As I mentioned in the previous post, our very pleasant mooring in Roubaix last week resulted in some entertainment of the unlawful kind, but the results were slightly unexpected and ultimately very amusing.
|Coming to the last lock before Roubaix|
|Waiting for the lock|
To wet the scene (sorry, a typo, but a fitting one), we were just settling in for the evening on Tuesday when a loud thump announced the arrival of someone landing hard on our roof and attempting to pull open the hatch. Koos shot to the door, opened it with a bang and emerged like a dervish of doom full of sound and fury, which in this case, signified plenty.
He shouted fiercely (and believe me, it can be alarming – Koos is very good at projecting) at the intruder who, totally shocked to find anyone at home, was already beating a retreat and whining, "You frightened me!" In French, of course.
Well, that's a new one isn't it? What kind of vandal complains about being frightened by his victim?
|I like bollards|
|In the lock on the way up|
Well, that just did it for me. Is this a new millenial milestone? A vandal complaining that he'd been frightened into retreat and that we should have told him we weren't French. Would knowing we were foreigners have made a difference, I wonder? Are there protocols in millenial vandal world that were at stake here? Thou shalt not vandalise foreigners; 'tis bad for our business – or something.
We laughed about it for the rest of the evening. It gives a new dimension to that currently hackneyed term 'snowflake', doesn't it?
As it happened, we had something of a disturbed night altogether, but due less to the millenial méchants than to the police. At some point during the night, we heard stones being thrown onto the roof (in Rotterdam, we have bottles). Getting up to investigate, we didn't see anything, but it seems someone else did. Half an hour later, just as we were snoozing off again, another and much noisier series of thumps landed on the roof and before we knew it, torches were shining through the curtains and very French voices were demanding that we open up.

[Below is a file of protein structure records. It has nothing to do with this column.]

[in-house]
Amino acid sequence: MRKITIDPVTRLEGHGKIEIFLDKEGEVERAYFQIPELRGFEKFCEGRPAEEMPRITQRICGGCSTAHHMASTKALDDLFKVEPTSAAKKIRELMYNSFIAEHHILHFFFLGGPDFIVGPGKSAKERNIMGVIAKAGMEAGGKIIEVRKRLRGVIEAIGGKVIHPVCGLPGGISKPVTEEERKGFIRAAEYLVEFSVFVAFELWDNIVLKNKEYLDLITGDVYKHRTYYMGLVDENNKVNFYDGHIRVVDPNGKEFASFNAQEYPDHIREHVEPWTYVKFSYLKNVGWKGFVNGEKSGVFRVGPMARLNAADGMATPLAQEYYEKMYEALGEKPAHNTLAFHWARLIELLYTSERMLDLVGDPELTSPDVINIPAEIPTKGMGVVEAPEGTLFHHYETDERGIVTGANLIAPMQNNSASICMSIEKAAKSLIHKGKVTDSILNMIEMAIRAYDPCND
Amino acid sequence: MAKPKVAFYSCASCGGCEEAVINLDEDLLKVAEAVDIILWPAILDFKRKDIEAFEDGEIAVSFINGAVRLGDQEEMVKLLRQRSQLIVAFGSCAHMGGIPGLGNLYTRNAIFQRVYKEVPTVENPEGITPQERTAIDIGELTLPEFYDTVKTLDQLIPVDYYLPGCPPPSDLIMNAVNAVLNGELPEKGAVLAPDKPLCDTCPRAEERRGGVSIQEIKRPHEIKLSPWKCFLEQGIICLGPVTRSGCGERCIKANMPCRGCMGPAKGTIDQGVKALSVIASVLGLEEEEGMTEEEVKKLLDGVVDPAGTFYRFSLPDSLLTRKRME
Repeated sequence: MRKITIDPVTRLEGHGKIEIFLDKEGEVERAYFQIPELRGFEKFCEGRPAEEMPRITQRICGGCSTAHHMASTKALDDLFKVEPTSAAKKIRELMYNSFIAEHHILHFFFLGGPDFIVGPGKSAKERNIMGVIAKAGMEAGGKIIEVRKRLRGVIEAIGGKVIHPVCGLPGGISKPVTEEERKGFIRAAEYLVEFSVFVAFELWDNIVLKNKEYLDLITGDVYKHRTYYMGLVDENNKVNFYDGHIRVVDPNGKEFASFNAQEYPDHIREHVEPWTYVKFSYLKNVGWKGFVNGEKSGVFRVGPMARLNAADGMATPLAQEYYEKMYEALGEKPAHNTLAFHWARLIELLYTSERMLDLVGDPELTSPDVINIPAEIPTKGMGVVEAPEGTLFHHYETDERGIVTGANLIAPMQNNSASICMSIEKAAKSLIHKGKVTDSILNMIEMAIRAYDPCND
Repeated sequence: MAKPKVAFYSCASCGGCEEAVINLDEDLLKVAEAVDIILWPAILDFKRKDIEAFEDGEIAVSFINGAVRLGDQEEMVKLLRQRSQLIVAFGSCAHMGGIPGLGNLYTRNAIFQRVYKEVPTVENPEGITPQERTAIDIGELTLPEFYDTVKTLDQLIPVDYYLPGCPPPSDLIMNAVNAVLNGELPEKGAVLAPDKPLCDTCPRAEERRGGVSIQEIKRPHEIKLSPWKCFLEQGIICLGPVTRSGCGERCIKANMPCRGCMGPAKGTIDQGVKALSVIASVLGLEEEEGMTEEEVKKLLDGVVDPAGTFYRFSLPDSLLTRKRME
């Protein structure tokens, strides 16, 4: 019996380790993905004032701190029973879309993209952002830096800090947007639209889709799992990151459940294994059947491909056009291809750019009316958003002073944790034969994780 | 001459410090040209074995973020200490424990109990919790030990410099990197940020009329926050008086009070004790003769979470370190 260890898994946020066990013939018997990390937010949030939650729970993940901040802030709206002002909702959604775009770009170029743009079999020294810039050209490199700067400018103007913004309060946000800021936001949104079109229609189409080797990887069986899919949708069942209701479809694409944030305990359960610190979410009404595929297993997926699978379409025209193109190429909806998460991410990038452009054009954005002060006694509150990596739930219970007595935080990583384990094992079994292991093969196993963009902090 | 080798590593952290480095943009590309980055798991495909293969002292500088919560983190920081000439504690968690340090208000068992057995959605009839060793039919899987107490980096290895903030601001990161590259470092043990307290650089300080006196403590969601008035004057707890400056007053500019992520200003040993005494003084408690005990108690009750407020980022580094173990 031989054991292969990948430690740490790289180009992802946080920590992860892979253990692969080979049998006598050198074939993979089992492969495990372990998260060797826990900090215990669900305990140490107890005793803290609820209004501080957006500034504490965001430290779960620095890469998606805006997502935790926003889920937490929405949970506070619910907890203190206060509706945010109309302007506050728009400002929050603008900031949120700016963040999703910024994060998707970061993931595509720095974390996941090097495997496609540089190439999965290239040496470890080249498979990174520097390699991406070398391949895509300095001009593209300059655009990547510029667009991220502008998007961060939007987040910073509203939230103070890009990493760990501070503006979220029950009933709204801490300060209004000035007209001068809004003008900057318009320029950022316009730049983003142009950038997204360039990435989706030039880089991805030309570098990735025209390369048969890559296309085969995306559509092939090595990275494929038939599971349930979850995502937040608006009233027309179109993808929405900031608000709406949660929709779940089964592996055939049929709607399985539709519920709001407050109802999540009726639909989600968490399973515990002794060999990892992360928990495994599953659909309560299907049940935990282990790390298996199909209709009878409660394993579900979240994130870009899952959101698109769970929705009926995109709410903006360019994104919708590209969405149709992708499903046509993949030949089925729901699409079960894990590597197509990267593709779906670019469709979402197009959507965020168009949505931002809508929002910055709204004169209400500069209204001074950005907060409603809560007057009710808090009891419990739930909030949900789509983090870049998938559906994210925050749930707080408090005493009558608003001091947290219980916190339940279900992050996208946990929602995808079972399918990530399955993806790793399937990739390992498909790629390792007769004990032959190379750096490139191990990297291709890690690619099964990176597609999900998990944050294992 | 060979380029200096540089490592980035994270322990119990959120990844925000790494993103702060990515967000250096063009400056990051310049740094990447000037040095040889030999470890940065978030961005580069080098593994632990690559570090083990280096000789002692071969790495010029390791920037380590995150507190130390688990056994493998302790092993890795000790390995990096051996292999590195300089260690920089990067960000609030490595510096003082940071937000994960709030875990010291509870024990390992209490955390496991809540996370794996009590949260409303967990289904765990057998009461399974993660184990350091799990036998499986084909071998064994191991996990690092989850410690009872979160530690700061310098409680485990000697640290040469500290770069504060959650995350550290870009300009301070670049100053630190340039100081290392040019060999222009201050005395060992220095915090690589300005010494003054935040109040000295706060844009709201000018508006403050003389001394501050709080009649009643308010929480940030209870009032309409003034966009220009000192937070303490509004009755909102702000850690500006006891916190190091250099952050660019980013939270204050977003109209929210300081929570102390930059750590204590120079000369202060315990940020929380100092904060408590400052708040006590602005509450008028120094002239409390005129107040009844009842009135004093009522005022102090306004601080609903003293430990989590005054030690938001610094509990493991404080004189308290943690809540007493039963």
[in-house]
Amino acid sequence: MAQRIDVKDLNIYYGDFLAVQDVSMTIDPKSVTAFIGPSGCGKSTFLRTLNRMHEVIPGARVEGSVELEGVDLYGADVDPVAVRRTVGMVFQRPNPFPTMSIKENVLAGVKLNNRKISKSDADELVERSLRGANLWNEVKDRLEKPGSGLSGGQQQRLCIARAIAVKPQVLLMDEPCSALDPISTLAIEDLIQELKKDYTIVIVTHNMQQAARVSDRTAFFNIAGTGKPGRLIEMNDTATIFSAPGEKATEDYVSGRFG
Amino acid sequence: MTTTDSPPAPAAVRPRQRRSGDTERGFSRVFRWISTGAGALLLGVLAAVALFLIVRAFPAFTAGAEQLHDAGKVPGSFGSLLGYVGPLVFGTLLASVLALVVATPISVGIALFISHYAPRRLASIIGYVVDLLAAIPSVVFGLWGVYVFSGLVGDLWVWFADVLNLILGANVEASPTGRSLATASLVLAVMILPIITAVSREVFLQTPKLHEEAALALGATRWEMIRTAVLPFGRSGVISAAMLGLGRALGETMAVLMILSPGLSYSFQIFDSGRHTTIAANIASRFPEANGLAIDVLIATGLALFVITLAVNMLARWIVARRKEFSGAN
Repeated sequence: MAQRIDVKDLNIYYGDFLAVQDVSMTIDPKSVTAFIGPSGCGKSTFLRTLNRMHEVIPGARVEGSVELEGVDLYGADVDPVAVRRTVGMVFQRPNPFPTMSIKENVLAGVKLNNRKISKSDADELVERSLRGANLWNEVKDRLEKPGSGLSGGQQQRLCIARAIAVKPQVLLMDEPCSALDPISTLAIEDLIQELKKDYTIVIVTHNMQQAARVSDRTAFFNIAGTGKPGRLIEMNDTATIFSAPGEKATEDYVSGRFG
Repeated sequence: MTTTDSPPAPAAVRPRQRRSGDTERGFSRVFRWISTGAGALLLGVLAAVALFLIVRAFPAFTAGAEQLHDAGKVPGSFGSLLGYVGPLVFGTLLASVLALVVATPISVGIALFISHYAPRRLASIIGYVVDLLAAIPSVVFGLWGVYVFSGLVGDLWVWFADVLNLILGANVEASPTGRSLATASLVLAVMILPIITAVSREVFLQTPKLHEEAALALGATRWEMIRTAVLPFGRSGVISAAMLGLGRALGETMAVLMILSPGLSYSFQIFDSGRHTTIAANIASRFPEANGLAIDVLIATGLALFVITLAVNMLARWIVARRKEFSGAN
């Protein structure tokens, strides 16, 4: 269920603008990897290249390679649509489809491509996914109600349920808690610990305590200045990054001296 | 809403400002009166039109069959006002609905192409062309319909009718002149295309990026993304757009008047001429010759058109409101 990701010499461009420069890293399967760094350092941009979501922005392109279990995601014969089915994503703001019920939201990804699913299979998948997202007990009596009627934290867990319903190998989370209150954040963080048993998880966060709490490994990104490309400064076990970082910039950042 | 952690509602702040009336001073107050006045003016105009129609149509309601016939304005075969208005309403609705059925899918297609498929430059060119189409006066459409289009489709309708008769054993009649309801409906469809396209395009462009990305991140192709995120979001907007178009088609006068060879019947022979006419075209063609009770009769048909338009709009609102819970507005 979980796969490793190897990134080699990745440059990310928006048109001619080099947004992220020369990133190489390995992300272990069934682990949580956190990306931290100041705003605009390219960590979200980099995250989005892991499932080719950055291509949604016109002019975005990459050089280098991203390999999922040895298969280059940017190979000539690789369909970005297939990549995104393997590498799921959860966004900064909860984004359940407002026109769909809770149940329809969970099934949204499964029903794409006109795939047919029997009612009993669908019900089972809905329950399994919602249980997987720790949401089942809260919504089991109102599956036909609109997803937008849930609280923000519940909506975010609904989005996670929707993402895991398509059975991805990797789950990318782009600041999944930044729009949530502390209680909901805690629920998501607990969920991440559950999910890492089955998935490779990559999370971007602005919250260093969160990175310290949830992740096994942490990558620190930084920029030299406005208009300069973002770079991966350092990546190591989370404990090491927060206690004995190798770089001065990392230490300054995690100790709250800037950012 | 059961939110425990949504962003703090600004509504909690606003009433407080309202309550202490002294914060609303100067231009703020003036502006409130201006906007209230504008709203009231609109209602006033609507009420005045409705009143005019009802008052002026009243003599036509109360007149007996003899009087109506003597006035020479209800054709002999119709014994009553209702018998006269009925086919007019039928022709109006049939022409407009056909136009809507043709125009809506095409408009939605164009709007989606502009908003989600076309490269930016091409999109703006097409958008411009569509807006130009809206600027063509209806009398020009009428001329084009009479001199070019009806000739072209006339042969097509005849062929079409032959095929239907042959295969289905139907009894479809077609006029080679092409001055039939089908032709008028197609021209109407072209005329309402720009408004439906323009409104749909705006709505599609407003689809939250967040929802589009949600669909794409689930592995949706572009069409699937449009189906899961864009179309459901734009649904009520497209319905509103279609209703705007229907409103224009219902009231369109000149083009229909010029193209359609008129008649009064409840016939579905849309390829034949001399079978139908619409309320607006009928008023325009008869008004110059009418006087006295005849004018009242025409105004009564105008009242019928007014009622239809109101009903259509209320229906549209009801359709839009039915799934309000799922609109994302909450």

Koos went to the door with me behind him this time. It was the police. Five of them. Overkill, I think, don't you? Bearing in mind we'd only suffered the whining of our vulnerable vandal and a few pebbles on the roof, five cops at our door was a bit extreme. If only they knew what we put up with in Rotterdam on a regular basis.
Anyway, they were suitably concerned and with their torches blazing down at us, they asked if we were all right.
"If you'd take that light out of my eyes, I would be," said Koos, in very convincing French I might add.
They didn't really get the joke, and went on to be rather serious about what a bad area it was and how dangerous it was and how we should call them etc etc. It occurred to us they might have thought we were the in-breakers, but given our rather senior appearance, I'm guessing they quickly abandoned that idea.
Anyway, Koos thanked them for their attention, said we were fine and we all said goodnight.
In hindsight, though, I rather think they take what we understand to be standard urban behaviour more seriously than our Rotterdam police do. The latter go home to bed at 11:00 every night and leave us to it. Only the week before, I'd shooed three guys off my foredeck during the wee hours of the morning. It happens, well, not infrequently I have to say, and we're used to it. Perhaps the French police have other ideas about what is criminal and dangerous, but it didn't seem so bad to me.
Anyhow, the rest of our night passed peacefully, but as the next day we went to a fascinating arts and design centre, I'll save the rest of our trip for my next post.
Enjoy your weekend, allemaal!